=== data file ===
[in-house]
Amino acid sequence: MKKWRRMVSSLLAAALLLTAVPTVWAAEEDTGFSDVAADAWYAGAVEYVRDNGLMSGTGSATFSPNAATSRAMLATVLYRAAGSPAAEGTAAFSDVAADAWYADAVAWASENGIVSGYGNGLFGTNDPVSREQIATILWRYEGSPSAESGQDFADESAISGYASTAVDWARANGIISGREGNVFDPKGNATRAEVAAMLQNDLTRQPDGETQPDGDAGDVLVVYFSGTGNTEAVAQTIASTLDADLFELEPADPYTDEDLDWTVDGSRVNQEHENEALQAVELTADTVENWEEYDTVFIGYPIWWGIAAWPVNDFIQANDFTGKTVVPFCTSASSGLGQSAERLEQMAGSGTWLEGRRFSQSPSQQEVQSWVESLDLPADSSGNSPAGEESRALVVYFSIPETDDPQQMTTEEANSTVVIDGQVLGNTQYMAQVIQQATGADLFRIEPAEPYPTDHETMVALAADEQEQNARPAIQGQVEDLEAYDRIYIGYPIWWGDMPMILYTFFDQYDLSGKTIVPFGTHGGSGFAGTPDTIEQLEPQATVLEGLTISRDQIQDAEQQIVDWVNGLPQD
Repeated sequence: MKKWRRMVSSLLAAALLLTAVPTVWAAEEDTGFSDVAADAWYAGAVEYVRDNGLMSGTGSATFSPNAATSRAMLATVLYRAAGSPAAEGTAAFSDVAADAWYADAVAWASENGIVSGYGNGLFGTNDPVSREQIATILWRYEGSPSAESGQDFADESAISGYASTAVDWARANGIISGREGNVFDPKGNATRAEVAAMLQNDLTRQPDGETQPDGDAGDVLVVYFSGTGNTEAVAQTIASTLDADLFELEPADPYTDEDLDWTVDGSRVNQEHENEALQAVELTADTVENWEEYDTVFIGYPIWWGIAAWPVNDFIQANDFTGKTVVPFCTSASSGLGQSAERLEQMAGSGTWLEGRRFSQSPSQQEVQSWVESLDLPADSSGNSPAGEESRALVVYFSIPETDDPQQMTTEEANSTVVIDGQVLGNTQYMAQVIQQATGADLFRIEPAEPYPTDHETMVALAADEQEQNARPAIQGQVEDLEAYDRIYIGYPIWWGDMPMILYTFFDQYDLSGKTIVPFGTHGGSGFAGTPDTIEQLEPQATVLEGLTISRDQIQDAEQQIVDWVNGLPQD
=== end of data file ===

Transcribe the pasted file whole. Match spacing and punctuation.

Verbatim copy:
[in-house]
Amino acid sequence: MKKWRRMVSSLLAAALLLTAVPTVWAAEEDTGFSDVAADAWYAGAVEYVRDNGLMSGTGSATFSPNAATSRAMLATVLYRAAGSPAAEGTAAFSDVAADAWYADAVAWASENGIVSGYGNGLFGTNDPVSREQIATILWRYEGSPSAESGQDFADESAISGYASTAVDWARANGIISGREGNVFDPKGNATRAEVAAMLQNDLTRQPDGETQPDGDAGDVLVVYFSGTGNTEAVAQTIASTLDADLFELEPADPYTDEDLDWTVDGSRVNQEHENEALQAVELTADTVENWEEYDTVFIGYPIWWGIAAWPVNDFIQANDFTGKTVVPFCTSASSGLGQSAERLEQMAGSGTWLEGRRFSQSPSQQEVQSWVESLDLPADSSGNSPAGEESRALVVYFSIPETDDPQQMTTEEANSTVVIDGQVLGNTQYMAQVIQQATGADLFRIEPAEPYPTDHETMVALAADEQEQNARPAIQGQVEDLEAYDRIYIGYPIWWGDMPMILYTFFDQYDLSGKTIVPFGTHGGSGFAGTPDTIEQLEPQATVLEGLTISRDQIQDAEQQIVDWVNGLPQD
Repeated sequence: MKKWRRMVSSLLAAALLLTAVPTVWAAEEDTGFSDVAADAWYAGAVEYVRDNGLMSGTGSATFSPNAATSRAMLATVLYRAAGSPAAEGTAAFSDVAADAWYADAVAWASENGIVSGYGNGLFGTNDPVSREQIATILWRYEGSPSAESGQDFADESAISGYASTAVDWARANGIISGREGNVFDPKGNATRAEVAAMLQNDLTRQPDGETQPDGDAGDVLVVYFSGTGNTEAVAQTIASTLDADLFELEPADPYTDEDLDWTVDGSRVNQEHENEALQAVELTADTVENWEEYDTVFIGYPIWWGIAAWPVNDFIQANDFTGKTVVPFCTSASSGLGQSAERLEQMAGSGTWLEGRRFSQSPSQQEVQSWVESLDLPADSSGNSPAGEESRALVVYFSIPETDDPQQMTTEEANSTVVIDGQVLGNTQYMAQVIQQATGADLFRIEPAEPYPTDHETMVALAADEQEQNARPAIQGQVEDLEAYDRIYIGYPIWWGDMPMILYTFFDQYDLSGKTIVPFGTHGGSGFAGTPDTIEQLEPQATVLEGLTISRDQIQDAEQQIVDWVNGLPQD